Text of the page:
Miller, G. Spontaneous apprentices
George A. Miller. Spontaneous apprentices: children and language
Series: Tree of life
As a unifying metaphor, Spontaneous apprentices takes its title from experiments Dr. Miller describes throughout the volume in regard to the acquisition of language by children. This process, it becomes clear, flows from a freely entered upon an apprenticeship in which children learn much more than adults could consciously teach them. So likewise, science must become openly receptive – even childlike – toward nature and recognize the importance of the ostensibly “insignificant”. The real course of knowledge is not a succession of revolutions bur hard work carried on with normal human passions and confusions intended to reduce the number of alternative views of the universe a rational person might subscribe to.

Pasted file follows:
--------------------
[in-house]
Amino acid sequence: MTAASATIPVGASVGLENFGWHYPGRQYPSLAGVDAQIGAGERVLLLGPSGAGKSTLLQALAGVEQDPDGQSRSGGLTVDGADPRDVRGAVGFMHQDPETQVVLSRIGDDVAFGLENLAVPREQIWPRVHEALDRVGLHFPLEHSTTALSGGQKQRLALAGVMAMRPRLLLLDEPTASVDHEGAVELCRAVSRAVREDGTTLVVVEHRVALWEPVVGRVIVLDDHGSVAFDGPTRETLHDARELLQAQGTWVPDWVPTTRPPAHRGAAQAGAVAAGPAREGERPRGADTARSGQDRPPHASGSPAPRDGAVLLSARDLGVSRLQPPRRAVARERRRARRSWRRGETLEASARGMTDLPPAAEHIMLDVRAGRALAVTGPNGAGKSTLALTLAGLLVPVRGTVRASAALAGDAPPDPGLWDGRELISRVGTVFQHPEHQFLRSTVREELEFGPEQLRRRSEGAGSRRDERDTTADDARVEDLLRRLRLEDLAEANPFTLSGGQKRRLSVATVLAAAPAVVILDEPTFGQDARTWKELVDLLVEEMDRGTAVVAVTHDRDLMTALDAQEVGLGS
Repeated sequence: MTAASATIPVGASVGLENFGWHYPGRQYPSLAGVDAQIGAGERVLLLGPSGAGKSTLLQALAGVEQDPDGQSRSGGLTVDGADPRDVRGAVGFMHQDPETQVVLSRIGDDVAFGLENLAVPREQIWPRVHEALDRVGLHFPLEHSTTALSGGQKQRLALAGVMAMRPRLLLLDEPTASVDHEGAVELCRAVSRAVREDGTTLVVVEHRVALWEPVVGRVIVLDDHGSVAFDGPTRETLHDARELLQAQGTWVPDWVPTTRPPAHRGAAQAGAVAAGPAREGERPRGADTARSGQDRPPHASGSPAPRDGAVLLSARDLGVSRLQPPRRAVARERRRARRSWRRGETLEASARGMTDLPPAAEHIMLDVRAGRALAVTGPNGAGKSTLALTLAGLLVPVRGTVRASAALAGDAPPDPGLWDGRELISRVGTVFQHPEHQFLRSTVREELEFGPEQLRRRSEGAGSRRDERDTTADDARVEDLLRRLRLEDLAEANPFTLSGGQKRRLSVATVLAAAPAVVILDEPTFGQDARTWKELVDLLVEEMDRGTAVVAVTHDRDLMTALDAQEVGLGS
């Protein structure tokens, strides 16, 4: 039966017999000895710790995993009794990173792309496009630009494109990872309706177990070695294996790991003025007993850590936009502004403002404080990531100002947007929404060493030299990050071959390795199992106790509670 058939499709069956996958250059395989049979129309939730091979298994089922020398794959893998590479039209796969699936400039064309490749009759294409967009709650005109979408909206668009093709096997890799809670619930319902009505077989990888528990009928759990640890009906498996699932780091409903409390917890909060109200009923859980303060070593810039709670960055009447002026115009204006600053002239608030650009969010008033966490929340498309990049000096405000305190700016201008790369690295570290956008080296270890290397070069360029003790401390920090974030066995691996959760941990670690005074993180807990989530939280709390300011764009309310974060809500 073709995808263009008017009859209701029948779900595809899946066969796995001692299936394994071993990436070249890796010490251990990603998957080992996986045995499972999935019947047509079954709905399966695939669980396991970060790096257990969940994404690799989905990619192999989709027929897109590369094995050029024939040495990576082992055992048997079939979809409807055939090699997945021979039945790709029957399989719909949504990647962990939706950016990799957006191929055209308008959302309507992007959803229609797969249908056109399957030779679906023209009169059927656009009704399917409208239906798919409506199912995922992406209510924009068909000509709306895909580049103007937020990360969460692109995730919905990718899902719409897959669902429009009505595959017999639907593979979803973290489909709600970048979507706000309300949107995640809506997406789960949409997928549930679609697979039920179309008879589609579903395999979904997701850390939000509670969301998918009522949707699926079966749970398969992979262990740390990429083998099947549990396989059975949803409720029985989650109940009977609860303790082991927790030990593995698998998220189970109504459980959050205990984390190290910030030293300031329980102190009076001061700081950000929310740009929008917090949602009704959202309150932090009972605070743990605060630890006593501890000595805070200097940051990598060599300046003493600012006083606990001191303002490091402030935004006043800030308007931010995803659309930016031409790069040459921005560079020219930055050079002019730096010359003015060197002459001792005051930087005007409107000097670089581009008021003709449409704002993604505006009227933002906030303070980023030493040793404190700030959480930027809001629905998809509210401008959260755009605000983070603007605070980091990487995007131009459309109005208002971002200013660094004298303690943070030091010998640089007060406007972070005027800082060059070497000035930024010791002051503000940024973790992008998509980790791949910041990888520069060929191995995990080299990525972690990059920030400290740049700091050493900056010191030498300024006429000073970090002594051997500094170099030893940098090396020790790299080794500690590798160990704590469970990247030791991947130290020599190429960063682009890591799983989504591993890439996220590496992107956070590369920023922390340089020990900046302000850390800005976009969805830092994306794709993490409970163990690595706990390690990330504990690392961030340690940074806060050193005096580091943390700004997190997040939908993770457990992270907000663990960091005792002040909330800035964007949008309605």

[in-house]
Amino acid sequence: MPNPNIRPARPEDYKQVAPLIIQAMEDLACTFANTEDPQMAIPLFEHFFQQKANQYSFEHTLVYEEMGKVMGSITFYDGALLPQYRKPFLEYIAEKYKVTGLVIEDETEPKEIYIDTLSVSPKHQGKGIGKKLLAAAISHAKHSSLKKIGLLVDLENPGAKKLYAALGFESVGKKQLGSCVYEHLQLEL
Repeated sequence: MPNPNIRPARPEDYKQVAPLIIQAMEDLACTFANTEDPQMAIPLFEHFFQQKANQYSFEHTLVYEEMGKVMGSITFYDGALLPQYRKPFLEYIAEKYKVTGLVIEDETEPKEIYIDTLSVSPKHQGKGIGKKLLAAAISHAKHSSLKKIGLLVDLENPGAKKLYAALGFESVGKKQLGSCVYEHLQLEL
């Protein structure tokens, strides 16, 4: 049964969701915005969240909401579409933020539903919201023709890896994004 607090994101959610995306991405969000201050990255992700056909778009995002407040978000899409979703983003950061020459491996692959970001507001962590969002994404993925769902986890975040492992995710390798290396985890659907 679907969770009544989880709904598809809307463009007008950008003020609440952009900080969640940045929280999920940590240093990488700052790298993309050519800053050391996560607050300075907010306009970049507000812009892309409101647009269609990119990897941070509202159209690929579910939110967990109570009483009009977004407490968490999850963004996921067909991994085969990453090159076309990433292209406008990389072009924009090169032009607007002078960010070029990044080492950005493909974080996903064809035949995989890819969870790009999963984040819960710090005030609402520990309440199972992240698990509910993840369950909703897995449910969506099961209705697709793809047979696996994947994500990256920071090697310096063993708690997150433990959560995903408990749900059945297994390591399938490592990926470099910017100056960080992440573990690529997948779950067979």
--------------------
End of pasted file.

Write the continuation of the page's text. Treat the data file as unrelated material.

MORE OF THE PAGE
At once an autobiography of “research in progress” and a philosophical statement, Spontaneous apprentices reveals insights in understanding which science and society will need for decades to come.
The Rockefeller University, "Miller, G. Spontaneous apprentices" (1977). RU Authors. 118.